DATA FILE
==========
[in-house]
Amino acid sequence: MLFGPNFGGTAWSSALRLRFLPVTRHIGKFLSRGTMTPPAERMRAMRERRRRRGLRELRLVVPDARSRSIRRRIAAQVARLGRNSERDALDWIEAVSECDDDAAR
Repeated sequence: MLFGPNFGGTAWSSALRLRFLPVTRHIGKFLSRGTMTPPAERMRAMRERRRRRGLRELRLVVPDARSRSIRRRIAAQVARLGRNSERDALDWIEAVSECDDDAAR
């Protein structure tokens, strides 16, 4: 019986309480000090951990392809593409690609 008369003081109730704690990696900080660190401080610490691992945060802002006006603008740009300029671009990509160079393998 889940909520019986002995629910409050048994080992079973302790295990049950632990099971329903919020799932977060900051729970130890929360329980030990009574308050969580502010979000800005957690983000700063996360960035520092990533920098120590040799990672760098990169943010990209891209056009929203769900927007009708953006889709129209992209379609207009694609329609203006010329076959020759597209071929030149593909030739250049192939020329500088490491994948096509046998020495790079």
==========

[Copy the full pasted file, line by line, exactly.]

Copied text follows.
[in-house]
Amino acid sequence: MLFGPNFGGTAWSSALRLRFLPVTRHIGKFLSRGTMTPPAERMRAMRERRRRRGLRELRLVVPDARSRSIRRRIAAQVARLGRNSERDALDWIEAVSECDDDAAR
Repeated sequence: MLFGPNFGGTAWSSALRLRFLPVTRHIGKFLSRGTMTPPAERMRAMRERRRRRGLRELRLVVPDARSRSIRRRIAAQVARLGRNSERDALDWIEAVSECDDDAAR
């Protein structure tokens, strides 16, 4: 019986309480000090951990392809593409690609 008369003081109730704690990696900080660190401080610490691992945060802002006006603008740009300029671009990509160079393998 889940909520019986002995629910409050048994080992079973302790295990049950632990099971329903919020799932977060900051729970130890929360329980030990009574308050969580502010979000800005957690983000700063996360960035520092990533920098120590040799990672760098990169943010990209891209056009929203769900927007009708953006889709129209992209379609207009694609329609203006010329076959020759597209071929030149593909030739250049192939020329500088490491994948096509046998020495790079």